and he's called him -- as you said, a man of true integrity. that was part of the statement that kelly drafted along with hope hicks and sarah sanders, the white house press secretary, josh raffell, who is a spokesperson for jared kushner and ivanka, and so, that is true. and it is certainly noteworthy, now that we're learning more information, about the fact that kelly, in the fall, was made aware of these allegations by his exwiveses, by the fbi. >> paul, as someone who has worked in the white house, does it surprise you that the president would not have been informed of it, if his chief of staff knew and this is a guy that's handing the president documents? >> the president should have learned about it when the chief of staff fired mr. porter. this is on general kelly. he knew about it, according to dana's reporting and he did nothing. he either didn't believe the charges, or he didn't care. either one, i think, is problematic, because they're certainly credible. the women have photographs,
multiple women, a restraining order. maybe he just didn't care, which is shocking, it's just outrageous. it's -- so, this -- i think this is where the story goes this terms of white house management. the staff secretary, just so people know, is one of the most sensitive jobs in the government. the staff secretary is the point of entree for all information to the president. he receives information from the justice department, the pentagon, the most sensitive material, and then circulates to make sure it gets feedback from each of these agencies. it's really critically that person be trustworthy. to think that person has been accused of domestic violence, that means he can't get a security clearance, you have to get him out of the building. >> why the fbi brought him to the attention. >> was it wise to have hope hicks involved in the statement? >> i can tell you, absolutely not. if that had been a circumstance where i was involved with someone on our staff who was in
trouble and was facing these types of accusations, i would certainly recuse myself from that process and let the chief of star or someone else or the deputy work that out. i just think that it's a huge conflict of interest and what she was doing involved in that, instead of -- there are plenty of other people in the white house press shop that could have handled this, instead of her. but this entire episode is really disturbing to me, because of the decision not to do anything about this when the fbi went to general kelly about this. as the chief of staff, that is dereliction of duty. his job is to protect the president, the presidency, to manage the staff, and to find out something like this during a security clearance review, i can tell you, my husband is a federal agent, a lot of people know that he's gone through the security reviews, they knock on, you know, your neighbor's door from third grade. these are very thorough reviews. so, the fact they let this go, it's -- it's concerning to me, to paul's point, they either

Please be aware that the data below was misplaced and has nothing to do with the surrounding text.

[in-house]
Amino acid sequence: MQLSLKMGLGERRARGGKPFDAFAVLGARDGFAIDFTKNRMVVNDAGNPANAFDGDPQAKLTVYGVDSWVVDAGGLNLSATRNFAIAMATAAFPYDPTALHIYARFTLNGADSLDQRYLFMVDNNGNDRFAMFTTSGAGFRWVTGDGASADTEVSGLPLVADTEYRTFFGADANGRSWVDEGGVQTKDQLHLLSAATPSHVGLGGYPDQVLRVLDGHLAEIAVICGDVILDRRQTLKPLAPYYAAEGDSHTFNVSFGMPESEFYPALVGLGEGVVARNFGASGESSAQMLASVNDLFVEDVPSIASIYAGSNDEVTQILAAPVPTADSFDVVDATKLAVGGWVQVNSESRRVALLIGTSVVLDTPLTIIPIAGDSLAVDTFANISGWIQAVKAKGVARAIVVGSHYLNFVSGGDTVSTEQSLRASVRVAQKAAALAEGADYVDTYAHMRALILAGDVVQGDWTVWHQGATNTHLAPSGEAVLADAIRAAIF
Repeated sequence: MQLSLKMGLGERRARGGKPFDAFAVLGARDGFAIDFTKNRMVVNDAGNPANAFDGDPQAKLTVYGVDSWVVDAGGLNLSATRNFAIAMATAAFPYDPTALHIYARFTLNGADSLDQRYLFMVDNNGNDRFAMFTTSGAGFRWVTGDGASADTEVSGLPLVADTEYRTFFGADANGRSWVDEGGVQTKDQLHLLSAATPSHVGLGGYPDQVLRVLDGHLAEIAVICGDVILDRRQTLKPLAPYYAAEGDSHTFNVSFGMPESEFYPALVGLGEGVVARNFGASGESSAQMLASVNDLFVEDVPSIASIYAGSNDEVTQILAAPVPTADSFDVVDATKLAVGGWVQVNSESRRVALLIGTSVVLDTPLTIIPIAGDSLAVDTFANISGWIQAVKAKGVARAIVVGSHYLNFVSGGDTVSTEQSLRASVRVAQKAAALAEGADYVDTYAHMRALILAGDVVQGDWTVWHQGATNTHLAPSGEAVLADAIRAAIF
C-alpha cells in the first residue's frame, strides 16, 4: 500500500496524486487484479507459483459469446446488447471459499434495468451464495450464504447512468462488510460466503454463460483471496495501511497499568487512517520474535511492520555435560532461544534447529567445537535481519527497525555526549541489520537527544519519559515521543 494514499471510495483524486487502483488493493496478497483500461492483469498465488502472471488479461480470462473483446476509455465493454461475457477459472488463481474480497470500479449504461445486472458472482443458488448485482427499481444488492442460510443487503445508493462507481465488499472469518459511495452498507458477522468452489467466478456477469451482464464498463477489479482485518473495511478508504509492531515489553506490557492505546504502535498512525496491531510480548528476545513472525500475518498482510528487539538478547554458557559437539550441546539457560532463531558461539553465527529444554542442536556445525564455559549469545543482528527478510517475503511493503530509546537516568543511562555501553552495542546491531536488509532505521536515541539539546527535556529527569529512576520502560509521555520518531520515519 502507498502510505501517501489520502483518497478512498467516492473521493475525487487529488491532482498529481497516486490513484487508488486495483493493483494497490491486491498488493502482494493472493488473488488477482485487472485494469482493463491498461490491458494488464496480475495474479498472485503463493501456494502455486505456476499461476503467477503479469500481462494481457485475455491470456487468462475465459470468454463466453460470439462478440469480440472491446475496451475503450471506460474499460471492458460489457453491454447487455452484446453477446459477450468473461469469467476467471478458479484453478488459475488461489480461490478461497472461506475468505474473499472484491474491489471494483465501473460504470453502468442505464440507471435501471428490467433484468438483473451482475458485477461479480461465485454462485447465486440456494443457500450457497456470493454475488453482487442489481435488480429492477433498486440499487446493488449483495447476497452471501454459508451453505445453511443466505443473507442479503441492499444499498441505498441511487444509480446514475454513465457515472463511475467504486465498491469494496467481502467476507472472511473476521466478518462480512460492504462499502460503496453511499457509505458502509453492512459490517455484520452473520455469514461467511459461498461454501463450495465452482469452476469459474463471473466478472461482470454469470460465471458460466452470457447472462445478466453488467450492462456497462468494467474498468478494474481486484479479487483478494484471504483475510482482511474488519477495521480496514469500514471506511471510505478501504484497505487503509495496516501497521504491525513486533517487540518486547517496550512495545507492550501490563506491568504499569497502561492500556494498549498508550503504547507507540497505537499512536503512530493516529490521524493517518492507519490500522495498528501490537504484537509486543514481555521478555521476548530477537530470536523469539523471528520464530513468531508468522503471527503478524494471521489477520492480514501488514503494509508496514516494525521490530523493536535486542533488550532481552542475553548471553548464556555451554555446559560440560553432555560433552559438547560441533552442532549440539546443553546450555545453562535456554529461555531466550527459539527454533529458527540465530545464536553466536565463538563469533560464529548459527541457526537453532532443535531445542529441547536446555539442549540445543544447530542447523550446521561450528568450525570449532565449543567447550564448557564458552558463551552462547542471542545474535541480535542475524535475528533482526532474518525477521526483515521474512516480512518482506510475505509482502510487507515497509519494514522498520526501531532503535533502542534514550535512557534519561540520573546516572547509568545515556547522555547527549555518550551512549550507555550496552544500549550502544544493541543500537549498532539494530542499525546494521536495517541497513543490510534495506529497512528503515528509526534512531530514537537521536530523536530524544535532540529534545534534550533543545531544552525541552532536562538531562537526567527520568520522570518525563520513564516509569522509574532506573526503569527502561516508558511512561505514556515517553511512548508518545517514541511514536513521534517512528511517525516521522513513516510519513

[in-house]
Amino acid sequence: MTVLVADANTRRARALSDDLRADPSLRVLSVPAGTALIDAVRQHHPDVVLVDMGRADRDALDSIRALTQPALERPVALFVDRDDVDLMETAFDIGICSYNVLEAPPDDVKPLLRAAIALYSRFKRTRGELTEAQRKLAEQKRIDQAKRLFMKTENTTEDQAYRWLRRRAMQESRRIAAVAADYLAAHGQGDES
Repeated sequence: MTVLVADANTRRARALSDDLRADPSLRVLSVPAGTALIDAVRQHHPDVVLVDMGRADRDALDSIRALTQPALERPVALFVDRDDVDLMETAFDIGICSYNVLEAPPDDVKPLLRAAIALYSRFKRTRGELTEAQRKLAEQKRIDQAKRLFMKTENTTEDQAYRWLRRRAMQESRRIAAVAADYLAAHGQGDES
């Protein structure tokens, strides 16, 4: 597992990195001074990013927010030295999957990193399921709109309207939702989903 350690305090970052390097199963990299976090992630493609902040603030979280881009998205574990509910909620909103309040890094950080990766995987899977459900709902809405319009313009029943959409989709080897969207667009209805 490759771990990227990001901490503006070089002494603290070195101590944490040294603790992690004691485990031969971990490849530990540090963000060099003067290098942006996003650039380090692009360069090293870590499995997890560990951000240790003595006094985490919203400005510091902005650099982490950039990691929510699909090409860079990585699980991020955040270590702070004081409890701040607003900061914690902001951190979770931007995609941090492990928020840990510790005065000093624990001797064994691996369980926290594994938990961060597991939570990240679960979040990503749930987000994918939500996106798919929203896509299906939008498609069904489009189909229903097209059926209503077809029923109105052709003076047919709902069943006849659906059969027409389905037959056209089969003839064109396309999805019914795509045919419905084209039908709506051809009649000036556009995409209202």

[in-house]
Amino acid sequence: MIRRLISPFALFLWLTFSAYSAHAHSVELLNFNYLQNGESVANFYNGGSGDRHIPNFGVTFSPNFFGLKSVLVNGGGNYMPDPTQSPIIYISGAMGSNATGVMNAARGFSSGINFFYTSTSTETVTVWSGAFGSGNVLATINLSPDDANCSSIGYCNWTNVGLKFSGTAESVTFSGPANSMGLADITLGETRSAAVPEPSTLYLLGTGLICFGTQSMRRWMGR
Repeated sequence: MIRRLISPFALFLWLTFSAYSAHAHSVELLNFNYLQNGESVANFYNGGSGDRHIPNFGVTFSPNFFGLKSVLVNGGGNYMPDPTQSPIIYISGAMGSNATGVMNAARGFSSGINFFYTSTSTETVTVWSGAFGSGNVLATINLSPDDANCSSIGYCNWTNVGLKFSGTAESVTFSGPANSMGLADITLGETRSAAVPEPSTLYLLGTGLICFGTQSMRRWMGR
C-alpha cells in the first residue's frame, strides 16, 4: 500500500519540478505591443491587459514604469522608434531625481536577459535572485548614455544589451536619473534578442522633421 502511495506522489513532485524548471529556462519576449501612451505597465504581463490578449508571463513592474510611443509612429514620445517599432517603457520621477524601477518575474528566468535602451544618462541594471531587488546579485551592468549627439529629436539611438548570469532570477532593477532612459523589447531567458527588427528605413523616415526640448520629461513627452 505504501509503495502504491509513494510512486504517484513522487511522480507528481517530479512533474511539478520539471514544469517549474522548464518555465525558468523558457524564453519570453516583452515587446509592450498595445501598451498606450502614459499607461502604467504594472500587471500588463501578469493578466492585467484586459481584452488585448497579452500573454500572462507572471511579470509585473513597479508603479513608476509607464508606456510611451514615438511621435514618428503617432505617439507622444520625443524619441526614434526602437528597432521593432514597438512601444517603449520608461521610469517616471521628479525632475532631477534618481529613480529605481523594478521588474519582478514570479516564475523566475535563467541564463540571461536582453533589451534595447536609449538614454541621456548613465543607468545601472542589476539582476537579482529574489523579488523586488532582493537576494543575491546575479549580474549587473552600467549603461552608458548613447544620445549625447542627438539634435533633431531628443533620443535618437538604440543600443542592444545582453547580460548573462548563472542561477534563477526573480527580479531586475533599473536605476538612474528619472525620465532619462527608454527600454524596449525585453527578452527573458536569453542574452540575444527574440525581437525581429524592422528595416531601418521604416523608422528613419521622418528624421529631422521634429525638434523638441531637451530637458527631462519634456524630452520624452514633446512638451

didn't care or they were just negligent. >> the idea that people in the white house knew and that the idea this ncinformation would n get out seems naive or just ignorant. >>arrogant. >> the bigger issue, this is what the me, too move it is about. a lot of people don't understand, women, when they come forward and tell these stories, are almost always telling the truth. there are a lot of people -- i think general kelly probably believed because he had a good relationship with this person, this was a person that he respected, that this is not the kind of person that beats women. >> right. >> and they don't understand that all kinds of people do that. and so, all kinds of men rape women, abuse women, and they afternoon se often seem like upstanding people, they might even be a good son or a good coworker, but they have this part of their life. and i think -- they still don't get it in this white house. >> i think back to remember
general kelly, at one point, when he was sort of trotted out to the white house podium, he, i think he was attacking a congresswoman for a statement she made and one of the things he said is, back in my day, women were respected and obviously, be interesting to know if at that point, he already knew about the allegations. >> well, that's a good point. that's a good question. i do think, kirsten, you're exactly right, that it's a cultural thing, but it's something else. it is that you have to remember what this white house is like and what it has been like. and john kelly found, he thought, in rob porter, somebody he could rely on, somebody who could do all the very, you know, important tasks of a staff secretary, which was his actual title, but also take on a really elevated role, which rob porter has done in the last couple of months. acting almost as a deputy chief of staff, representing kelly, when kelly isn't there. he did so in davos, in a really unusual high profile way for a staff secretary. that's something to really keep